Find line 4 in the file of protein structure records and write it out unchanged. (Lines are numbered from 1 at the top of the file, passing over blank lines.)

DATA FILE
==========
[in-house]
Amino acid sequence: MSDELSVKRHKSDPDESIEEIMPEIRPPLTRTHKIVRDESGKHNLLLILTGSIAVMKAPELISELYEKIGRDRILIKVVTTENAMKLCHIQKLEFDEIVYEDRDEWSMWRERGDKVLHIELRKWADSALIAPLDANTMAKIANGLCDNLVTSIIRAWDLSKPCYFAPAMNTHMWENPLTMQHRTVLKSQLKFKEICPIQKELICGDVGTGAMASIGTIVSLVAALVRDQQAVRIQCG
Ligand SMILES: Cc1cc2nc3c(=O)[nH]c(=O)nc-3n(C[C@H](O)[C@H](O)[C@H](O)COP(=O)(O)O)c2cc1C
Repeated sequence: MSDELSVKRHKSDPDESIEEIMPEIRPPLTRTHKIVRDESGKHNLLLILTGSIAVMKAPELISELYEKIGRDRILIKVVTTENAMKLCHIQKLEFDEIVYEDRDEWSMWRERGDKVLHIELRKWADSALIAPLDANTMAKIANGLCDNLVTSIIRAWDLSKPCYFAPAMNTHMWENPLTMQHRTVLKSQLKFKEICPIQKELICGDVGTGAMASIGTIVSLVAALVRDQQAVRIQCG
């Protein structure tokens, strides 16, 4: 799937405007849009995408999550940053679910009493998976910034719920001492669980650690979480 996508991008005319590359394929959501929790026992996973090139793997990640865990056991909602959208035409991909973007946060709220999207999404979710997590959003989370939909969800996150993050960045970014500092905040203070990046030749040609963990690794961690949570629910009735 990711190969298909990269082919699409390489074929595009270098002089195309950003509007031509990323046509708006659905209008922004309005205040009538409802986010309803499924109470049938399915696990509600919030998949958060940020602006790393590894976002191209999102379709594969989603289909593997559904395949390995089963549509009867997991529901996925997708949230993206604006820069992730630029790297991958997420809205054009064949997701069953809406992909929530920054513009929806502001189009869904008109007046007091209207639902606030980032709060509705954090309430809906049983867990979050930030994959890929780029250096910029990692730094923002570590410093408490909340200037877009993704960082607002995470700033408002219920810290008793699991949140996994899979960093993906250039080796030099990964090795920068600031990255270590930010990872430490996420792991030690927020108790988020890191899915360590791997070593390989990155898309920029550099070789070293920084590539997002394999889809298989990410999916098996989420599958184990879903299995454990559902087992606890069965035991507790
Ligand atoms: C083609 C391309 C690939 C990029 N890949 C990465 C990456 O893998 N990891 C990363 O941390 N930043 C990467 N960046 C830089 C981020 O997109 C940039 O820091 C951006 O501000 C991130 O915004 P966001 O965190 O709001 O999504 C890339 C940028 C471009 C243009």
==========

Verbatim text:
Repeated sequence: MSDELSVKRHKSDPDESIEEIMPEIRPPLTRTHKIVRDESGKHNLLLILTGSIAVMKAPELISELYEKIGRDRILIKVVTTENAMKLCHIQKLEFDEIVYEDRDEWSMWRERGDKVLHIELRKWADSALIAPLDANTMAKIANGLCDNLVTSIIRAWDLSKPCYFAPAMNTHMWENPLTMQHRTVLKSQLKFKEICPIQKELICGDVGTGAMASIGTIVSLVAALVRDQQAVRIQCG